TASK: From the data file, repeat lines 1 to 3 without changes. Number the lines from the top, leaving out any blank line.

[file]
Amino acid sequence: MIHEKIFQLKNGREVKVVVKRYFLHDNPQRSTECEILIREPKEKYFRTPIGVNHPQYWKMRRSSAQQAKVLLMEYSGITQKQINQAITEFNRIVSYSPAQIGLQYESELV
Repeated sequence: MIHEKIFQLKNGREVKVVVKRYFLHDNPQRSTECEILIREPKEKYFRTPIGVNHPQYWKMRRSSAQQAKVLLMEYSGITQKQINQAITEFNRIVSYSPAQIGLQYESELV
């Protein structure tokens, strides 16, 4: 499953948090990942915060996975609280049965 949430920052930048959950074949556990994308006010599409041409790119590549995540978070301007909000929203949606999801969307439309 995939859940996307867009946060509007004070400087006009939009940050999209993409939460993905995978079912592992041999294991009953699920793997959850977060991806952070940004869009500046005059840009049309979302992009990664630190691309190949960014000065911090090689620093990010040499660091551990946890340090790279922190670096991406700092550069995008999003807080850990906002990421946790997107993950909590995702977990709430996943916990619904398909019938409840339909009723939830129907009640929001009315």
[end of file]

Amino acid sequence: MIHEKIFQLKNGREVKVVVKRYFLHDNPQRSTECEILIREPKEKYFRTPIGVNHPQYWKMRRSSAQQAKVLLMEYSGITQKQINQAITEFNRIVSYSPAQIGLQYESELV
Repeated sequence: MIHEKIFQLKNGREVKVVVKRYFLHDNPQRSTECEILIREPKEKYFRTPIGVNHPQYWKMRRSSAQQAKVLLMEYSGITQKQINQAITEFNRIVSYSPAQIGLQYESELV
């Protein structure tokens, strides 16, 4: 499953948090990942915060996975609280049965 949430920052930048959950074949556990994308006010599409041409790119590549995540978070301007909000929203949606999801969307439309 995939859940996307867009946060509007004070400087006009939009940050999209993409939460993905995978079912592992041999294991009953699920793997959850977060991806952070940004869009500046005059840009049309979302992009990664630190691309190949960014000065911090090689620093990010040499660091551990946890340090790279922190670096991406700092550069995008999003807080850990906002990421946790997107993950909590995702977990709430996943916990619904398909019938409840339909009723939830129907009640929001009315």